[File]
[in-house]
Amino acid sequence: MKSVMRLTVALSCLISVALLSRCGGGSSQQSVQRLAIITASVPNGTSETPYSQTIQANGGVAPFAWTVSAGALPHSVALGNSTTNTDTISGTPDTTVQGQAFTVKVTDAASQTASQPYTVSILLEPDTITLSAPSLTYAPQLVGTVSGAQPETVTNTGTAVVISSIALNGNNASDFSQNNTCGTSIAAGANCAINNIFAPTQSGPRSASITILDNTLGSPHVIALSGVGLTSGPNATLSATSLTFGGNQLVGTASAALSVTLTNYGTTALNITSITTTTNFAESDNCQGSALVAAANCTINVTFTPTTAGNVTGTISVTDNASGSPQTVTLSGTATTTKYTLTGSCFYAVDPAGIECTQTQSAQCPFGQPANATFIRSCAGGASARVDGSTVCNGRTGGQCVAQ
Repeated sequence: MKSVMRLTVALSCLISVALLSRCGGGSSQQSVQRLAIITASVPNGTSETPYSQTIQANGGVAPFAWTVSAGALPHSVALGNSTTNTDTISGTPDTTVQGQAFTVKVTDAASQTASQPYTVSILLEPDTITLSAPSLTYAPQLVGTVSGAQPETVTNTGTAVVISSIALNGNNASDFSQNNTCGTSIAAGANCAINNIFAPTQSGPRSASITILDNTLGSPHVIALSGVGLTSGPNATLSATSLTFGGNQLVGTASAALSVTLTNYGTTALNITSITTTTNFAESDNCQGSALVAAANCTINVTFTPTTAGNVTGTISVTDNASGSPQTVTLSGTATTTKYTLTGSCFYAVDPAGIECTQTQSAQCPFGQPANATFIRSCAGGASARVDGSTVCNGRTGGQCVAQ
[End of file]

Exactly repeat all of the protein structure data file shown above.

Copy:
[in-house]
Amino acid sequence: MKSVMRLTVALSCLISVALLSRCGGGSSQQSVQRLAIITASVPNGTSETPYSQTIQANGGVAPFAWTVSAGALPHSVALGNSTTNTDTISGTPDTTVQGQAFTVKVTDAASQTASQPYTVSILLEPDTITLSAPSLTYAPQLVGTVSGAQPETVTNTGTAVVISSIALNGNNASDFSQNNTCGTSIAAGANCAINNIFAPTQSGPRSASITILDNTLGSPHVIALSGVGLTSGPNATLSATSLTFGGNQLVGTASAALSVTLTNYGTTALNITSITTTTNFAESDNCQGSALVAAANCTINVTFTPTTAGNVTGTISVTDNASGSPQTVTLSGTATTTKYTLTGSCFYAVDPAGIECTQTQSAQCPFGQPANATFIRSCAGGASARVDGSTVCNGRTGGQCVAQ
Repeated sequence: MKSVMRLTVALSCLISVALLSRCGGGSSQQSVQRLAIITASVPNGTSETPYSQTIQANGGVAPFAWTVSAGALPHSVALGNSTTNTDTISGTPDTTVQGQAFTVKVTDAASQTASQPYTVSILLEPDTITLSAPSLTYAPQLVGTVSGAQPETVTNTGTAVVISSIALNGNNASDFSQNNTCGTSIAAGANCAINNIFAPTQSGPRSASITILDNTLGSPHVIALSGVGLTSGPNATLSATSLTFGGNQLVGTASAALSVTLTNYGTTALNITSITTTTNFAESDNCQGSALVAAANCTINVTFTPTTAGNVTGTISVTDNASGSPQTVTLSGTATTTKYTLTGSCFYAVDPAGIECTQTQSAQCPFGQPANATFIRSCAGGASARVDGSTVCNGRTGGQCVAQ